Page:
Italy felt betrayed after WW1 by the Allied powers and developed intense nationalist values.
Combined with a poor economy support for Italian fascism led by Benito Mussolini grew. He had
founded a political group called the Fascio di Combattimento (Fascist League of Combatants) in
1919 and had support from both left and right wing activists, natiionalists, and war veterans. He
promised to make Italy
great again through
nationalism, militarism, and
authoritarian rule. These
were the defining
characteristics of fascism.
A post war threat of
communist revolution in
Italy convinced the King,
Victor Emmanuel III, to
make Mussolini Prime
Minister on October 9,
1922.. Mussolini made a
demonstration of his power
through his propagandist
“March on Rome” like a
General from the days of Ancient Rome. The march was to make a show of seizing power by force,
but the decision to make him Prime Minister had already been made. Mussolini became known as
“Il Duce”, “The Leader”.
Mussolini used his powers to effectively suppress all opposition by late 1926, press was no longer
free, and opponents were arrested. His secret police were known as the “Black Shirts” and he used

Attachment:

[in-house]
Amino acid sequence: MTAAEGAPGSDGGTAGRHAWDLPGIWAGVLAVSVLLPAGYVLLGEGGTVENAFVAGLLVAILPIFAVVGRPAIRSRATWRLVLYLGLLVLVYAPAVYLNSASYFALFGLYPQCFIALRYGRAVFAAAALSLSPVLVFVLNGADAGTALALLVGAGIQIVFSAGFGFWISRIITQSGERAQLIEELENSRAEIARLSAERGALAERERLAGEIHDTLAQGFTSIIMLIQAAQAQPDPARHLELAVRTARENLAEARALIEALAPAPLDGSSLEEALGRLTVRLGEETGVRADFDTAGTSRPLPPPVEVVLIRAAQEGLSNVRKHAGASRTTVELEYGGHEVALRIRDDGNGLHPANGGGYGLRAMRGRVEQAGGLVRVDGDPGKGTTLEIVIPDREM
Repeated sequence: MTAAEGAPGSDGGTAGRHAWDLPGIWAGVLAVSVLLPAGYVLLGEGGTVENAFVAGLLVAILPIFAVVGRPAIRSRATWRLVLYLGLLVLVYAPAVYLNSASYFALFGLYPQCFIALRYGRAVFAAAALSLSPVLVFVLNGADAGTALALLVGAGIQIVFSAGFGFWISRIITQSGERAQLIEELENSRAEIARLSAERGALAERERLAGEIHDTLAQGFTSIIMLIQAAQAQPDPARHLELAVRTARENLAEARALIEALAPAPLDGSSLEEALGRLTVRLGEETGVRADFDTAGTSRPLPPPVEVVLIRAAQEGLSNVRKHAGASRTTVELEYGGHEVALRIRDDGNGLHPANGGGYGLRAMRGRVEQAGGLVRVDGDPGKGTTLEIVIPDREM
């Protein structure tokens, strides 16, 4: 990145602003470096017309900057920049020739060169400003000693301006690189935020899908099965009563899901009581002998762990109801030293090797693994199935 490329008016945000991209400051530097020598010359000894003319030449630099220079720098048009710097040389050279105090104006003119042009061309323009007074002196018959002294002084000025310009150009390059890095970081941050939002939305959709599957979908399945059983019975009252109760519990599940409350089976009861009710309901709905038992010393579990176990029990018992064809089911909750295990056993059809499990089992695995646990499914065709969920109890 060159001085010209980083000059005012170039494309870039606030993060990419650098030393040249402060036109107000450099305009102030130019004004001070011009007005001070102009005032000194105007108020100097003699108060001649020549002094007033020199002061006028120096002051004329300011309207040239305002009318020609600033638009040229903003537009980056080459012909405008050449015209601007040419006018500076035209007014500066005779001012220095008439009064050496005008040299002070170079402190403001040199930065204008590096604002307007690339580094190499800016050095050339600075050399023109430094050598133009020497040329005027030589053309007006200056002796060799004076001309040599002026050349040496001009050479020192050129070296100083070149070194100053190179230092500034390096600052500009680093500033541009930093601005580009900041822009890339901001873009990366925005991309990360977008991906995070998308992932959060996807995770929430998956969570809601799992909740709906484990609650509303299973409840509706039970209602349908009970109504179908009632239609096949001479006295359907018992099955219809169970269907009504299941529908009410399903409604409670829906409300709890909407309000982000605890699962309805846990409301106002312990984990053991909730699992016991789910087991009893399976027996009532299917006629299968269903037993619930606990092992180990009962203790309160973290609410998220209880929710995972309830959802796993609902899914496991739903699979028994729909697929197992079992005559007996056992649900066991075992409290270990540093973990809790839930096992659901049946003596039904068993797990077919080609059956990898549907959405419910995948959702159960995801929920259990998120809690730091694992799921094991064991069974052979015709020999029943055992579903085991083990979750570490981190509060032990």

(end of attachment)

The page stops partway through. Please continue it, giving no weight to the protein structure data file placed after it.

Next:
the legal system and the death penalty to maintain control. While Mussolini had an authoritarian
control but was never as brutal as either Stalin or Hitler would be.
Economically Mussolini called his system the Corporate State which had Government agencies
overseeing private industries to the benefit of the state. This allowed for unemployment to fall and
society to stabilise making Mussolini popular throughout the 1920’s and 1930’s, particularly after
Italy survived the Great Depression better than most democracies. Massive work projects were
Mussolini’s dictatorship also made great efforts to co-operate with the Catholic Church, unlike the
dictatorships of Stalin who oppressed the Church, and later Hitler who barely tolerated it. Italy
remained a particularly religious country.